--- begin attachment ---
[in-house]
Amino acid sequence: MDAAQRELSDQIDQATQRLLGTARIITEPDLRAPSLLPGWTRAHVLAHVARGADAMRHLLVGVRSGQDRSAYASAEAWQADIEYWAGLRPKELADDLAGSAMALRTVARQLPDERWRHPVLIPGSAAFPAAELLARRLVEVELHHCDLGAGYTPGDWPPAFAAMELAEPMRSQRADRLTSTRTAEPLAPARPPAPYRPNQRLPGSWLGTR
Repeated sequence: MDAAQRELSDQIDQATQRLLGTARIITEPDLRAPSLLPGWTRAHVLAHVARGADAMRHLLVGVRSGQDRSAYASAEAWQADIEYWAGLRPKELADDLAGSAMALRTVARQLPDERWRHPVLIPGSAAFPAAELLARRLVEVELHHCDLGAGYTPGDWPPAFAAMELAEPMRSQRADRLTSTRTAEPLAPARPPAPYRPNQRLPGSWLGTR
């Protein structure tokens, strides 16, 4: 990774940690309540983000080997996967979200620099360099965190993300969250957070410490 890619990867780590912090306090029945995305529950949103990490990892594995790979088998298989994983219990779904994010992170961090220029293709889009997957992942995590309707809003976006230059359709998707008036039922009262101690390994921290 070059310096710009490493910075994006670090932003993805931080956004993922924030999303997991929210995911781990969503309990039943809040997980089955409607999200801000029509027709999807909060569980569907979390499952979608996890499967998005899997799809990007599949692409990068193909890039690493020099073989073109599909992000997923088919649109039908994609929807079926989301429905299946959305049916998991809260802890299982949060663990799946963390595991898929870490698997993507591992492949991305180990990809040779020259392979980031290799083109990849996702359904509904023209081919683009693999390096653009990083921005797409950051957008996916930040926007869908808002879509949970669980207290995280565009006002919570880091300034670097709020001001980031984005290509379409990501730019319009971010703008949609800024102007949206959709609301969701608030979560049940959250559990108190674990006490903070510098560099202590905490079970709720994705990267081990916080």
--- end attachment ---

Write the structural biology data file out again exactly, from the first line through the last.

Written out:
[in-house]
Amino acid sequence: MDAAQRELSDQIDQATQRLLGTARIITEPDLRAPSLLPGWTRAHVLAHVARGADAMRHLLVGVRSGQDRSAYASAEAWQADIEYWAGLRPKELADDLAGSAMALRTVARQLPDERWRHPVLIPGSAAFPAAELLARRLVEVELHHCDLGAGYTPGDWPPAFAAMELAEPMRSQRADRLTSTRTAEPLAPARPPAPYRPNQRLPGSWLGTR
Repeated sequence: MDAAQRELSDQIDQATQRLLGTARIITEPDLRAPSLLPGWTRAHVLAHVARGADAMRHLLVGVRSGQDRSAYASAEAWQADIEYWAGLRPKELADDLAGSAMALRTVARQLPDERWRHPVLIPGSAAFPAAELLARRLVEVELHHCDLGAGYTPGDWPPAFAAMELAEPMRSQRADRLTSTRTAEPLAPARPPAPYRPNQRLPGSWLGTR
């Protein structure tokens, strides 16, 4: 990774940690309540983000080997996967979200620099360099965190993300969250957070410490 890619990867780590912090306090029945995305529950949103990490990892594995790979088998298989994983219990779904994010992170961090220029293709889009997957992942995590309707809003976006230059359709998707008036039922009262101690390994921290 070059310096710009490493910075994006670090932003993805931080956004993922924030999303997991929210995911781990969503309990039943809040997980089955409607999200801000029509027709999807909060569980569907979390499952979608996890499967998005899997799809990007599949692409990068193909890039690493020099073989073109599909992000997923088919649109039908994609929807079926989301429905299946959305049916998991809260802890299982949060663990799946963390595991898929870490698997993507591992492949991305180990990809040779020259392979980031290799083109990849996702359904509904023209081919683009693999390096653009990083921005797409950051957008996916930040926007869908808002879509949970669980207290995280565009006002919570880091300034670097709020001001980031984005290509379409990501730019319009971010703008949609800024102007949206959709609301969701608030979560049940959250559990108190674990006490903070510098560099202590905490079970709720994705990267081990916080």